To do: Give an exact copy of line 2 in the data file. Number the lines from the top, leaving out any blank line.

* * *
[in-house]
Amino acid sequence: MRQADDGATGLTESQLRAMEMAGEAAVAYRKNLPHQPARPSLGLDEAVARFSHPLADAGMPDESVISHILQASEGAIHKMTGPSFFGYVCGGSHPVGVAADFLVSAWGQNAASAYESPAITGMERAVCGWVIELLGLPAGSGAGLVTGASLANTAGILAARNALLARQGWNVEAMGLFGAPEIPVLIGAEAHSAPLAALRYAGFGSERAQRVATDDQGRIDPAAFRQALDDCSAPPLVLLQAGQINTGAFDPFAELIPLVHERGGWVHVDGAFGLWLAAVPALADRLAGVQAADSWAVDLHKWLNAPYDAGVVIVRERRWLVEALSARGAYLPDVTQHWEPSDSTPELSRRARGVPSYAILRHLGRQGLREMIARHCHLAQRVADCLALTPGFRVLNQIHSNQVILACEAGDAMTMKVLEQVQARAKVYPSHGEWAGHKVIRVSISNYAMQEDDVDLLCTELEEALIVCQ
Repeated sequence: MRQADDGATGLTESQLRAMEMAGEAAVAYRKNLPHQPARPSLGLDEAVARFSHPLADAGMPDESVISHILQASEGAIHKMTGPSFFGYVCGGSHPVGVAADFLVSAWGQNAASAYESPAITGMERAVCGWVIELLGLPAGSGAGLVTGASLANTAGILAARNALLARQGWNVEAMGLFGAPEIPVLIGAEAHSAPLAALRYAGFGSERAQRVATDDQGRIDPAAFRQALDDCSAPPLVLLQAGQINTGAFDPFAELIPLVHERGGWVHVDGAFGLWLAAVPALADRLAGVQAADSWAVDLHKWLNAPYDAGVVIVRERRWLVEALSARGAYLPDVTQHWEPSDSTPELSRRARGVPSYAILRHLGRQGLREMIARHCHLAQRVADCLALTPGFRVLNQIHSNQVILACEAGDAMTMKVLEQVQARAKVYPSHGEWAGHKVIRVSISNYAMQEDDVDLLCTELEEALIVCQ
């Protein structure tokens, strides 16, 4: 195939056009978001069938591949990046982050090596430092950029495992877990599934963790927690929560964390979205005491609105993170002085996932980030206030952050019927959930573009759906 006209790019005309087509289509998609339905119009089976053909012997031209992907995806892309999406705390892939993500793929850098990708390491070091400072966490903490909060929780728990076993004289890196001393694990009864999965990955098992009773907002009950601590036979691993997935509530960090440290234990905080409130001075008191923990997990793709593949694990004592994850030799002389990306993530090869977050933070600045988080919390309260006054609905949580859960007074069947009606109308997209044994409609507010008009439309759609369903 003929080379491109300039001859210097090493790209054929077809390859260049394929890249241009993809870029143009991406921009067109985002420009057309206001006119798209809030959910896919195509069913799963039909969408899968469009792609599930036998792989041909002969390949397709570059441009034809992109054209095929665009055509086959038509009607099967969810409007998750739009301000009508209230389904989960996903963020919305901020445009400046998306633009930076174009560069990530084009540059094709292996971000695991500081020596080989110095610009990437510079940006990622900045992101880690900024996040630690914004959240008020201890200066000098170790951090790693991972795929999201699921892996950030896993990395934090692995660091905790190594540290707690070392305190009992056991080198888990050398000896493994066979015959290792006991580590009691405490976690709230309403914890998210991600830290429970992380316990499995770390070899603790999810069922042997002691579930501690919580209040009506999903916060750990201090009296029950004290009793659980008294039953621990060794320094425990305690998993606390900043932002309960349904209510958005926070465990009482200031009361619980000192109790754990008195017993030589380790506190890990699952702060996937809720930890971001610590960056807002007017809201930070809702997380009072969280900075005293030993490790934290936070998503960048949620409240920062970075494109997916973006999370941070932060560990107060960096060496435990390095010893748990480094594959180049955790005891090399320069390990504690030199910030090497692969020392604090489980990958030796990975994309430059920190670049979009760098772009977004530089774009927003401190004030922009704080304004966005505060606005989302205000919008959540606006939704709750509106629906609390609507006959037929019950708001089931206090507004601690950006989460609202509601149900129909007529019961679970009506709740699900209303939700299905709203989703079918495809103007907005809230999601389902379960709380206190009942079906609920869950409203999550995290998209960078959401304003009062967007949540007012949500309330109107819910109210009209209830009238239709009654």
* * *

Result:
Amino acid sequence: MRQADDGATGLTESQLRAMEMAGEAAVAYRKNLPHQPARPSLGLDEAVARFSHPLADAGMPDESVISHILQASEGAIHKMTGPSFFGYVCGGSHPVGVAADFLVSAWGQNAASAYESPAITGMERAVCGWVIELLGLPAGSGAGLVTGASLANTAGILAARNALLARQGWNVEAMGLFGAPEIPVLIGAEAHSAPLAALRYAGFGSERAQRVATDDQGRIDPAAFRQALDDCSAPPLVLLQAGQINTGAFDPFAELIPLVHERGGWVHVDGAFGLWLAAVPALADRLAGVQAADSWAVDLHKWLNAPYDAGVVIVRERRWLVEALSARGAYLPDVTQHWEPSDSTPELSRRARGVPSYAILRHLGRQGLREMIARHCHLAQRVADCLALTPGFRVLNQIHSNQVILACEAGDAMTMKVLEQVQARAKVYPSHGEWAGHKVIRVSISNYAMQEDDVDLLCTELEEALIVCQ